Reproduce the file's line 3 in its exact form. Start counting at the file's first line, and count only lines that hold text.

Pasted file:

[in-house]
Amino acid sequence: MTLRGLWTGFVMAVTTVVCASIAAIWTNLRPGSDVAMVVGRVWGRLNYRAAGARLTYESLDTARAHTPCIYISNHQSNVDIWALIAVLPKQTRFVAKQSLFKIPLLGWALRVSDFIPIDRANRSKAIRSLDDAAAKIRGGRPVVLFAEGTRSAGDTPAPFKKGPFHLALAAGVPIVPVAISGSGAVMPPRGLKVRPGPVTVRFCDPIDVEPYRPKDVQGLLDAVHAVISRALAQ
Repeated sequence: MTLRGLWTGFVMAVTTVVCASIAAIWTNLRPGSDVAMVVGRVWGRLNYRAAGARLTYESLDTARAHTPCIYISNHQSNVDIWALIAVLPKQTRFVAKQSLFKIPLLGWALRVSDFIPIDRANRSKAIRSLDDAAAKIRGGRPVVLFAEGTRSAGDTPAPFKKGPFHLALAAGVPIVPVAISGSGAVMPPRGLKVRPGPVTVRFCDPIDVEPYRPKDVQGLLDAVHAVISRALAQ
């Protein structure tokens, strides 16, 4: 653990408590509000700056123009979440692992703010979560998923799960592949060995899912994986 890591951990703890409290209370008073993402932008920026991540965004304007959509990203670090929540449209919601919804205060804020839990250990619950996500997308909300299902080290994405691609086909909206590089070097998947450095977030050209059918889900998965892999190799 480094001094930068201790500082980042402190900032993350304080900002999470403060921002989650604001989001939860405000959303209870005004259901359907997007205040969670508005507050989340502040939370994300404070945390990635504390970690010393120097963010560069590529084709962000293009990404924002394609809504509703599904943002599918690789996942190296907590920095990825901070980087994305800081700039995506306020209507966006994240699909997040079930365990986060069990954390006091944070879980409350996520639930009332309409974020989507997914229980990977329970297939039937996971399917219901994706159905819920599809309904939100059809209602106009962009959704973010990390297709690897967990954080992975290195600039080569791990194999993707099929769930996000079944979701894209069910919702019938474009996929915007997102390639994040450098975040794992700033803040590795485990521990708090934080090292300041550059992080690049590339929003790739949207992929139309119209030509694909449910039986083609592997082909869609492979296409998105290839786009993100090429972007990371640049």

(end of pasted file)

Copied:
Repeated sequence: MTLRGLWTGFVMAVTTVVCASIAAIWTNLRPGSDVAMVVGRVWGRLNYRAAGARLTYESLDTARAHTPCIYISNHQSNVDIWALIAVLPKQTRFVAKQSLFKIPLLGWALRVSDFIPIDRANRSKAIRSLDDAAAKIRGGRPVVLFAEGTRSAGDTPAPFKKGPFHLALAAGVPIVPVAISGSGAVMPPRGLKVRPGPVTVRFCDPIDVEPYRPKDVQGLLDAVHAVISRALAQ